When Linda retired from over 30 years of teaching, she continued to feel a need to teach Art to children. That passion and dedication of lighting an artistic spark within children has resulted in the creation of Jackson Center for the Arts. Linda continues to teach Art to all children, from Toddler Exploration, through High School students. Once Linda became inspired with the vision of an Art Center in Jackson, she was determined that it was going to happen, and it was going to be part of a revitalization of the ‘downtown’ economy in Jackson. Linda pursued that dream and kept a positive attitude through all of the challenges of creating a 501(c)3. She surrounded herself with a wide variety of creative people who all saw her vision and supported her along the way. She consciously selected a board of directors who would complement her strengths and fill in where she had weaknesses. Linda would not accept negative attitudes, and would quickly turn a nay-sayer into a believer with her determined vision.
The impact that LInda has had on the community of Jackson is growing stronger every day. In a very short time, she has brought Art to the surface of discussions about what brings people to Jackson. Her vision, passion, and dedication is what made Jackson Center for the Arts a reality in SW Minnesota. Linda accomplished something that had never been done before; she created a healthy, vibrant Art Center in Jackson, that is open to all ages. She surrounded herself with a Board of Directors who have varied strengths and viewpoints and can encourage many aspects of The Arts in the community.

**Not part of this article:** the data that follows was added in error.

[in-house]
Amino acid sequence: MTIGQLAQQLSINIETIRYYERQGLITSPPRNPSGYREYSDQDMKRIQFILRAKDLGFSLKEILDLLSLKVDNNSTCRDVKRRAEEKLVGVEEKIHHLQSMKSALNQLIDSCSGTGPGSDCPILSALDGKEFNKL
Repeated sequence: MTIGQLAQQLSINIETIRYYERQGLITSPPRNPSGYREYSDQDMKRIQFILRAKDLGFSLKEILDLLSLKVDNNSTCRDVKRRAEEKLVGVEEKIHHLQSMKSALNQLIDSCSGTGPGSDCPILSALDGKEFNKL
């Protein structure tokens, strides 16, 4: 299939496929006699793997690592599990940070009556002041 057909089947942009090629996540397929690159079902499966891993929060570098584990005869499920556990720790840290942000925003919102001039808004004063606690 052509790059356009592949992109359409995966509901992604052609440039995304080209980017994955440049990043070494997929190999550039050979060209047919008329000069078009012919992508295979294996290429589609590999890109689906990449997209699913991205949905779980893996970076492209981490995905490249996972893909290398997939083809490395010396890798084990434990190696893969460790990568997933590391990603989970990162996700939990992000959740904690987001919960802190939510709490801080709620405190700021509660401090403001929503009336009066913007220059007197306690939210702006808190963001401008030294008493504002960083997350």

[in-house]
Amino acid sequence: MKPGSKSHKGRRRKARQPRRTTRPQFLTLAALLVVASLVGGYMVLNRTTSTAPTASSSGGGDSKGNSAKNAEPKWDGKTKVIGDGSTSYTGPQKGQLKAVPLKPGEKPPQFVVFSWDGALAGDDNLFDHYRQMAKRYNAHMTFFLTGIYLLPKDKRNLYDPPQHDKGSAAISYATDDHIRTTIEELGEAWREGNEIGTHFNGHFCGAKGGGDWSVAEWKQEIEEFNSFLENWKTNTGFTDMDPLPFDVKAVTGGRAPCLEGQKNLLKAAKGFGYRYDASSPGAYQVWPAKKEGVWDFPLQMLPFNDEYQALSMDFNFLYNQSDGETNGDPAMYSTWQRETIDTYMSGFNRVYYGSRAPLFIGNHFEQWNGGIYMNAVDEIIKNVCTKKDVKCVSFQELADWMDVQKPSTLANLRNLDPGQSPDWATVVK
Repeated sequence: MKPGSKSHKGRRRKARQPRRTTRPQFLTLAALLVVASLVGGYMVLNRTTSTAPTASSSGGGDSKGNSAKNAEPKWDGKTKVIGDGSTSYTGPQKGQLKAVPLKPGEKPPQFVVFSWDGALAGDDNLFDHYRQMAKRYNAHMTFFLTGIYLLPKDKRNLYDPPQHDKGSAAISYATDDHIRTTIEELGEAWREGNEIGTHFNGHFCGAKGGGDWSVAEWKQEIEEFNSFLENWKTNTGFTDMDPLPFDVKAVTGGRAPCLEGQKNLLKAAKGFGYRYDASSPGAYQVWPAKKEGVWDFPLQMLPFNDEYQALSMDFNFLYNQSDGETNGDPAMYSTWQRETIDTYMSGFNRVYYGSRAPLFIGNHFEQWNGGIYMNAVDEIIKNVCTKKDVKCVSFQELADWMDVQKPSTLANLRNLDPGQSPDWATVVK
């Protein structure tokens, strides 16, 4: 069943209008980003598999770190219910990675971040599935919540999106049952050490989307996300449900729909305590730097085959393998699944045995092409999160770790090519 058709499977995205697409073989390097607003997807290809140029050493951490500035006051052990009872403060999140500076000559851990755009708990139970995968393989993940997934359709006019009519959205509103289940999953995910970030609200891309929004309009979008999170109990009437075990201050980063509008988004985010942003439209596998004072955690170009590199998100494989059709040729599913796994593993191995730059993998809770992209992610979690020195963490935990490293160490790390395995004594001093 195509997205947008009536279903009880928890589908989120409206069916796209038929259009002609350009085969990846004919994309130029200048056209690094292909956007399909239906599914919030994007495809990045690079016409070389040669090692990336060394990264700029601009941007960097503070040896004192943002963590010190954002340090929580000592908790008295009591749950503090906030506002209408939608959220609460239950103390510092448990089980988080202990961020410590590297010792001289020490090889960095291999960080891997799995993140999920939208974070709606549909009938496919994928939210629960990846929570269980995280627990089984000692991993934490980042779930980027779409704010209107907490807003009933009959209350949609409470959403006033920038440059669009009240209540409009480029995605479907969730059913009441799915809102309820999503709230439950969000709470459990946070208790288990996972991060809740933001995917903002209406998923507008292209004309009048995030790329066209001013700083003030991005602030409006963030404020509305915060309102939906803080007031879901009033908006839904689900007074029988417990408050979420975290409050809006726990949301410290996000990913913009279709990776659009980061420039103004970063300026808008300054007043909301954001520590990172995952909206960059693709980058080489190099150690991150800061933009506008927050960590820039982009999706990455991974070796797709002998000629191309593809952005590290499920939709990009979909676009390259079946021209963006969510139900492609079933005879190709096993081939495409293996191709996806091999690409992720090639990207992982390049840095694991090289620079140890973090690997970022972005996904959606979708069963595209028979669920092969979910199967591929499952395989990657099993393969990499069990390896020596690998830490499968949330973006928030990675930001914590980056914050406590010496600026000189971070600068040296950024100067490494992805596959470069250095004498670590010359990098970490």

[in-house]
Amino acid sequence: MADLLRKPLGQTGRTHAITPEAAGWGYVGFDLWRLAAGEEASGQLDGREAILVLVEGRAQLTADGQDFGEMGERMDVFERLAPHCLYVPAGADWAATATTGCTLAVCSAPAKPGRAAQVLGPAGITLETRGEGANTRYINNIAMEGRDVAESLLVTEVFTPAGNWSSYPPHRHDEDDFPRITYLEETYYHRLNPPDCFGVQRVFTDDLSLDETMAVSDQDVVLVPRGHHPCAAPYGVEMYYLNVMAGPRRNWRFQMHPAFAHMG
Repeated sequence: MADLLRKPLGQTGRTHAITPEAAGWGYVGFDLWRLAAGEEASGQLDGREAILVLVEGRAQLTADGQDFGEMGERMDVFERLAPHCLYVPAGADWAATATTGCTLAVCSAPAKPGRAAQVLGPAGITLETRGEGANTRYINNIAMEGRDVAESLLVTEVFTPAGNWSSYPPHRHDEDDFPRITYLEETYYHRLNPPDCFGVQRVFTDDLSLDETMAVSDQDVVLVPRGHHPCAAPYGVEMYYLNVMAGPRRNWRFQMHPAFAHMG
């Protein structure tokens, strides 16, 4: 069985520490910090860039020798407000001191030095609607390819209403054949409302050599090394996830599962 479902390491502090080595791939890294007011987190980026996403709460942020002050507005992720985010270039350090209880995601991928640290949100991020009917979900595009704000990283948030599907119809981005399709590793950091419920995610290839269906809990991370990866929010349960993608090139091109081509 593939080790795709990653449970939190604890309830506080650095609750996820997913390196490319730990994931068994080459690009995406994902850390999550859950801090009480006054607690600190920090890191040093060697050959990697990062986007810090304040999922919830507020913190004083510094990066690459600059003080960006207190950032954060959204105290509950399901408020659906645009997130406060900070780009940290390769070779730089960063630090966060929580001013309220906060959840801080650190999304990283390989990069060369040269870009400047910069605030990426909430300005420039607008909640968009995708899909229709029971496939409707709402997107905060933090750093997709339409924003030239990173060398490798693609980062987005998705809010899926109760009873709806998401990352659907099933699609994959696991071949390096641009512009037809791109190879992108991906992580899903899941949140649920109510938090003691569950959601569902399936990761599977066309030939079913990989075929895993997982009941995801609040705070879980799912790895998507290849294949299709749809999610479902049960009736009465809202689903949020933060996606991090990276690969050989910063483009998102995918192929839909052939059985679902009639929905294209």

I am recommending Linda Clarksean for the 2019 Prairie Disciple Award, because I have seen the artistic impact that has she had on the community, including my own children and grandchildren. She has changed the attitude of an entire community, and I believe that she was able to do that because many of the adults supporting her have been her students. They have been inspired, moved, and motivated to pass on the spark of creativity.”
It should also be noted that on Clarksean’s resume, one of her communication skills is listed as “serial optimist who elevates others”!
Aline Wilking, the current Jackson County Central Schools elementary art teacher, had this to say in support of Clarksean: “I believe she values process over product. This approach facilitates learning: value in original ideas, self-expression, self-confidence, and creative thinking skills.” Wilking goes on to say that she and Clarksean have collaborated on district student art shows at the Jackson Center for the arts, and that the “the opportunity for young artists to exhibit their work has been a yearly priority for Linda.”
Lindsay Chapman-Nesseth, whom Clarksean was an ECFE and preschool teacher, also supported Clarksean’s nomination saying “Linda strikes a balance between teaching actual technique, while allowing children full artistic freedom. She truly delights in the unique perspective of each child.” As an adult, Chapman-Nesseth also worked as a paraprofessional with Clarksean, as well as her own daughter attending her preschool classes. In fact, her daughter, Sylvia (now eleven), also had a recommendation for Clarksean when she heard about this award, saying: “Teacher Linda is very patient with kids of all ages. She provides the materials and lets us do and make beautiful things. Linda is always up for a challenge. Linda encourages kids to feel confident about their art. If you make a mistake, Linda encourages you to turn it into something better. Linda was my preschool teacher. We always did art projects ans she had us try new things. Linda is an amazing teacher and fits this award perfectly.”